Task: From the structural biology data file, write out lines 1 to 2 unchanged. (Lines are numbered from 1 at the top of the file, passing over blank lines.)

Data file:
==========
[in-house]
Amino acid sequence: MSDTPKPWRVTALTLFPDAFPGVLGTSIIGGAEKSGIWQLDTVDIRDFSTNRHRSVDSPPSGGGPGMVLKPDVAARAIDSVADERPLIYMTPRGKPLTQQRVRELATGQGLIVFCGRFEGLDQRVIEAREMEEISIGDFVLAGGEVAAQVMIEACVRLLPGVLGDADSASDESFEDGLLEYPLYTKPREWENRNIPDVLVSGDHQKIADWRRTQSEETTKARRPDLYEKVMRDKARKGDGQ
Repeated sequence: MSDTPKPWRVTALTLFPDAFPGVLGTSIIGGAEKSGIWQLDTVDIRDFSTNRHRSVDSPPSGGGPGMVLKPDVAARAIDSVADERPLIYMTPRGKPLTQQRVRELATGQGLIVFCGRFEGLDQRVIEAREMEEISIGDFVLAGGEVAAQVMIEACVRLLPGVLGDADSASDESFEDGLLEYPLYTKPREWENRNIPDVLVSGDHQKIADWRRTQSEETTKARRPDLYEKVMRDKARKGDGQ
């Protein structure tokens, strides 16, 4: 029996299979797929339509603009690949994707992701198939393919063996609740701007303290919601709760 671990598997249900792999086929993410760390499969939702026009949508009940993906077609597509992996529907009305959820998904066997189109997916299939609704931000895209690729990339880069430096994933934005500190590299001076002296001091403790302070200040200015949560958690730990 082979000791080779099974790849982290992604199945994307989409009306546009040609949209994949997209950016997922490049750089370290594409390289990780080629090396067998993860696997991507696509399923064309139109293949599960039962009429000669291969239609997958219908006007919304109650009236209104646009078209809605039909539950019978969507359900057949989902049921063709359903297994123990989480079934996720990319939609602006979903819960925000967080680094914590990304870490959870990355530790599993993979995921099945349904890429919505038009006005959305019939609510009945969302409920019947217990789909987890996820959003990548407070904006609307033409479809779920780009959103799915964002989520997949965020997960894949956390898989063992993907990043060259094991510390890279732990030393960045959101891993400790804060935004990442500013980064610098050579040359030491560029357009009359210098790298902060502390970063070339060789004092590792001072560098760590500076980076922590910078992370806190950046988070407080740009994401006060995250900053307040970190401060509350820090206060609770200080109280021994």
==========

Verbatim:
[in-house]
Amino acid sequence: MSDTPKPWRVTALTLFPDAFPGVLGTSIIGGAEKSGIWQLDTVDIRDFSTNRHRSVDSPPSGGGPGMVLKPDVAARAIDSVADERPLIYMTPRGKPLTQQRVRELATGQGLIVFCGRFEGLDQRVIEAREMEEISIGDFVLAGGEVAAQVMIEACVRLLPGVLGDADSASDESFEDGLLEYPLYTKPREWENRNIPDVLVSGDHQKIADWRRTQSEETTKARRPDLYEKVMRDKARKGDGQ